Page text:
Michael Ratner
Michael Ratner
3 years ago
Reply to  Zhompo

You mention in your article and I quote: “Hitting some of the lowest paid workers with cuts to them when they work undesirable hours is unfair to workers..”
And therein lies the problem … the definition of undesirable hours.
Depending on age I suppose and the so called right to have a job, I reckon most hours to have to work are undesirable.
This is more about Unions looking for a reason to justify their existence. Of course we have to always considers workers rights. Wonder what would happen if there was no such things as Penalty Rates and the minimum wage was just increased. Those on penalty rates would certainly get a reduction but the majority would get an increase.

Michael Ratner
Michael Ratner
3 years ago

I think this report flies in the face of intelligence and pragmatism.
So we now have a whole lot of people that are going to be half pregnant if you get my drift.
They’ll be working and getting what might be in the eyes of some a gratuitous payment because the issue still hasn’t been addressed as to whether in these times and days this preference system is just outdated.
We have to be fair to workers and workers have to realise that a job is a privilege not a right.and owners also have to realise that a job is neither a privelege nor a right but an essential component of life, an entitlement provided certain benchmarks are met.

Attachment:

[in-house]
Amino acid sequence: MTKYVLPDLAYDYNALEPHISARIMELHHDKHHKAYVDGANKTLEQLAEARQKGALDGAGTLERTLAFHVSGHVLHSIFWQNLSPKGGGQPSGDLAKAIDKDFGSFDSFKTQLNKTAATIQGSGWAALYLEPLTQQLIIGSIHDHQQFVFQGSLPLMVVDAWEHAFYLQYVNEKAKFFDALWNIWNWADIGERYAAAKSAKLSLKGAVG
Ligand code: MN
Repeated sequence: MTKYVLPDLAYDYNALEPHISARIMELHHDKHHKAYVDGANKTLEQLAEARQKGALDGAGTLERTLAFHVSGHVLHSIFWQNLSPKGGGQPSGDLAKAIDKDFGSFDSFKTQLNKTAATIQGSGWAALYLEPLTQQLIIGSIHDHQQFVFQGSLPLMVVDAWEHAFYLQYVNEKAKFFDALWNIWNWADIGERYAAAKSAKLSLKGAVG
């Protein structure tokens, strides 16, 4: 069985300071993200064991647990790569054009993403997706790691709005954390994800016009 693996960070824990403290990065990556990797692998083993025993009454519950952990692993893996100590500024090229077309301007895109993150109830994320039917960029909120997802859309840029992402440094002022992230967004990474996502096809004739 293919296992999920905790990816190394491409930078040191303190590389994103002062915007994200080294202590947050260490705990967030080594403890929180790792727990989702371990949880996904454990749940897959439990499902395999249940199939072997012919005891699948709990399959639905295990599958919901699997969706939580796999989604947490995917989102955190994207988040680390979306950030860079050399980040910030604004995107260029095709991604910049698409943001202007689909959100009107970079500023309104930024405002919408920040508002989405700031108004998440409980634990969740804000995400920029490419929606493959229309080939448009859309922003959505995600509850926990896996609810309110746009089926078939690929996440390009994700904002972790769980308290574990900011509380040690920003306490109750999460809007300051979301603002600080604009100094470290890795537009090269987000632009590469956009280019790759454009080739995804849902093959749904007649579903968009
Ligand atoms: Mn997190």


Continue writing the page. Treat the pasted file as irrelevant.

We can prove when employers flaunt the system because there is a paper trail and legislation demanding what employers do, but there is no trail for workers who turn up most probably reluctantly and in many cases go through the motions of being there and watching the clock always being defended by Fair Work, Unfair Dismissal, Bullying and in a lot cases other invented neuroses that might receive a payment.
I’m nearly sure all employers would not vote in favour of penalty rates but might be amenable to paying staff extra for hours but this is as a gratuity and might find it’s own level and vice versa.
I wonder if certain workers are cherry picking, by that I mean selectively looking for out of hours work because the date and times determine the payment.

Another costly commission that took miles too long and came up with a determination that is couched in hope and that is to keep both sections of the divide happy.
There’s no time for happy, only time for common sense..

jason dodt
jason dodt
3 years ago

What a load of shit! Decided by people, whos working life consist of their butt facing south on a chair… These so called “experts” are your typical drips under pressure.
Now my small shitty pay will be even smaller
Living the Aussie dream!

George Naumovski
3 years ago

There are many small businesses that struggle to pay the penalty rates and also would not hire people because of it but you have to remember that the cost of running a
business is very high in Australia and it’s not just because of wages but the cost of energy “electricity, gas, water” red-green tape, taxes and fees. If the cost to businesses were lower then they keep more of their profits and are in a position to keep existing staff and hire more people.

David Lake
David Lake
3 years ago

Useless. Paying a casual more for a days work that they would take anyway for less pay (as it’s generally their only free days off school / Uni / kids) is just ridiculous. Well done FMC for once again having no clue what small businesses go through to make a living (generally earning less per hour on a Sunday than 18 year old Johnny Casual).